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From: J.C. Wren <>
Date: Sun Oct 19 14:36:10 2003

        My friends judgement of a good hardware store started with if there were any
horse collars hanging on the wall or not. No horse collar, bad store.

        So one day, we're standing around in the hardware store (Dux, down near
Georgia Tech, about 15 years ago. Prerequisite horse collar on wall), and
this guy about 70 walks in, holds up a part and says "You got one of these?"
The hardware guy goes "That's a butterfly valve from a 1936 Ford tractor, and
I got two of'em. $10 each, or $17 for the pair."

        We stood agog.


On Sunday 19 October 2003 15:11 pm, R. D. Davis wrote:
> Quothe Tony Duell, from writings of Thu, Oct 16, 2003 at 09:41:11PM +0100:
> > > I constructed my PDP-8 replica with materials all found at Home Depot
> > > (or Lowes since it's closer, but the people at HD in my area are pretty
> >
> > Your DIY stores keep ICs, etc????
> No. Imagine what it would be like trying to find one if they did.
> After all, this afternoon, the manager of the electrical department at
> the local Lowes store didn't even know what an Edison base fuse was.
> Doh! ...and the electrical department sales droid that I spoke with
> over the telephone, who had to ask him what one was, didn't know
> either. The sales droid told me that her manager was an electrician,
> and I told her that he had no business being one if if didn't know
> what an Edison base fuse was. Next, I explained what an Edison base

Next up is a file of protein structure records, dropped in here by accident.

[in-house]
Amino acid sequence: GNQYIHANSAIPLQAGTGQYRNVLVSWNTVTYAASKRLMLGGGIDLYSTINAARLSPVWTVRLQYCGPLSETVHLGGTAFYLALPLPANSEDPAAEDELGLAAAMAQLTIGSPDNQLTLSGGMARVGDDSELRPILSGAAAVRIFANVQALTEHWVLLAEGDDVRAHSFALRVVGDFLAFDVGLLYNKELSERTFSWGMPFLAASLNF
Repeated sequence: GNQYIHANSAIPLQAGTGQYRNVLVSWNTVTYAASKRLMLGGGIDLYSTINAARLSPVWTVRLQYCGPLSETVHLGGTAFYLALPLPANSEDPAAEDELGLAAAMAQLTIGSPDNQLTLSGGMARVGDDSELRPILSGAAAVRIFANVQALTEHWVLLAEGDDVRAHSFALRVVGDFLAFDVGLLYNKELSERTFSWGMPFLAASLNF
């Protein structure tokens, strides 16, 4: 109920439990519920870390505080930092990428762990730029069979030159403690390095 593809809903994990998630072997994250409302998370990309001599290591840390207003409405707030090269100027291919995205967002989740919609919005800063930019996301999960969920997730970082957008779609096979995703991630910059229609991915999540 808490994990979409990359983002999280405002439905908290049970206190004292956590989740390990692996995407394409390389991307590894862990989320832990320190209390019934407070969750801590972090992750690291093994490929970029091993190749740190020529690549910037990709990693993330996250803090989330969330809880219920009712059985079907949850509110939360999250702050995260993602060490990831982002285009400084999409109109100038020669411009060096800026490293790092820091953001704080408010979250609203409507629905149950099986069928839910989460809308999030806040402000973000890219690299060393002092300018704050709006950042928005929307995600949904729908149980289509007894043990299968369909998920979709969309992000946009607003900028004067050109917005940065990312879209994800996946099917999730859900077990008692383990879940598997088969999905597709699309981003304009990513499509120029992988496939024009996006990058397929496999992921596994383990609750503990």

> fuse looked like, then proceeded to tell her that the people working
> in the local small hardware store, which Lowes helped to drive out of
> business, knew what an Edison base fuse was.
> About the aforementioned small hardware store: the owner, a very
> pleasant older gentleman, was in his 90's, and he just died recently
> while the store was still having it's going out of business sale... it
> appeared that he knew more about hardware than all of the employees in
> all of the Home Depot's and Lowes stores combined... plus, he spoke,
> and could comprehend, fluent English... something that many of the
> minorities (more like majorities in many areas though) and immigrants
> working in those big stores don't appear to be able to do! (yes, I
> know, that wasn't a politically correct statement, however, it was the
> truth; screw political correctness, which is helping to destroy
> western civilization)
> > My moan is not that the salesdroids are not knowledgable. I don't expect
> > them to be. All I expect them to be able to do is to find me the item
> > that I am asking for. If I want some 20mm M3 screws, then they should
> > know where they are. Most of the time they don't.
> Yes, that's the problem. They don't even know much about their
> inventory. Despite the size of those stores, the selection of
> inventory is still lacking. Try finding hose supplies in the middle
> of the winter, and be told something like "that's a seasonal item, we
> won't be getting any more until spring." Ok, so, I guess I was
> supposed to either tell the horses that needed water that a hose
> coupling was a seasonal item, or else carry many five gallon buckets
> of water from the stream to the barns; yes, right.
> > I don't expect them to tell me how to use the stuff, or to suggest what
> > product I need (in fact, I find it _very annoying_ if I go to a shop and
> > ask for a particular product and the salesdroid finds me something else
> > which is 'just as good'. Hint : If I ask for something by name, then I
> "But look, this is made in China, Japan, Outer Mongolia, Mexico or
> Ungabungaland, and its cheaper, uh, somewhat inferior, but cheaper,
> and our profit margin is higher if you buy it."
> > have a good reaso nfor wanting just that item, I'd use a generic term if
> > I didn't care).
> They're not in business to sell us what we want or need. We're supposed
> to exist only to increase profits for shareholders and to help increase
> government revenues.
Received on Sun Oct 19 2003 - 14:36:10 BST

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